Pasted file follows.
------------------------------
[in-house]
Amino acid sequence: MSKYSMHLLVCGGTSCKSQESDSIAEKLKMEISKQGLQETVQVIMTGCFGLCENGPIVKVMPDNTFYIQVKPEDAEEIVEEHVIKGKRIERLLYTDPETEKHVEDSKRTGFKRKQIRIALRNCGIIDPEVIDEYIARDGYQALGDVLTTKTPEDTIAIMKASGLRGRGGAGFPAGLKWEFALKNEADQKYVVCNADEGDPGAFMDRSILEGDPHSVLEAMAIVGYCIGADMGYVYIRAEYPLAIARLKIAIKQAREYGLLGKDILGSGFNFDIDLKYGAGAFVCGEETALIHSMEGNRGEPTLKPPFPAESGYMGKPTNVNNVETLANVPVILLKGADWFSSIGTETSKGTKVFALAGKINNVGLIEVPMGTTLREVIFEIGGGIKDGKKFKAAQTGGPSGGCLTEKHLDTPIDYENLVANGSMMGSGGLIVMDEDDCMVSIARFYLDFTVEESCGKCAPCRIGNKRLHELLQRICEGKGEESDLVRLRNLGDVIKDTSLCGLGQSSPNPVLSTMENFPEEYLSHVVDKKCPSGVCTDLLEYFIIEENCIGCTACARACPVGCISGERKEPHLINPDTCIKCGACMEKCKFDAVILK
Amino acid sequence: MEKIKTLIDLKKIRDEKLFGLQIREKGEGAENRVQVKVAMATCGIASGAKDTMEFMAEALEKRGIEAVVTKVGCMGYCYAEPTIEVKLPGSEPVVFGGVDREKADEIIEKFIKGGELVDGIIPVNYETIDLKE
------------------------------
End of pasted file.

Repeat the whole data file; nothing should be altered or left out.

[in-house]
Amino acid sequence: MSKYSMHLLVCGGTSCKSQESDSIAEKLKMEISKQGLQETVQVIMTGCFGLCENGPIVKVMPDNTFYIQVKPEDAEEIVEEHVIKGKRIERLLYTDPETEKHVEDSKRTGFKRKQIRIALRNCGIIDPEVIDEYIARDGYQALGDVLTTKTPEDTIAIMKASGLRGRGGAGFPAGLKWEFALKNEADQKYVVCNADEGDPGAFMDRSILEGDPHSVLEAMAIVGYCIGADMGYVYIRAEYPLAIARLKIAIKQAREYGLLGKDILGSGFNFDIDLKYGAGAFVCGEETALIHSMEGNRGEPTLKPPFPAESGYMGKPTNVNNVETLANVPVILLKGADWFSSIGTETSKGTKVFALAGKINNVGLIEVPMGTTLREVIFEIGGGIKDGKKFKAAQTGGPSGGCLTEKHLDTPIDYENLVANGSMMGSGGLIVMDEDDCMVSIARFYLDFTVEESCGKCAPCRIGNKRLHELLQRICEGKGEESDLVRLRNLGDVIKDTSLCGLGQSSPNPVLSTMENFPEEYLSHVVDKKCPSGVCTDLLEYFIIEENCIGCTACARACPVGCISGERKEPHLINPDTCIKCGACMEKCKFDAVILK
Amino acid sequence: MEKIKTLIDLKKIRDEKLFGLQIREKGEGAENRVQVKVAMATCGIASGAKDTMEFMAEALEKRGIEAVVTKVGCMGYCYAEPTIEVKLPGSEPVVFGGVDREKADEIIEKFIKGGELVDGIIPVNYETIDLKE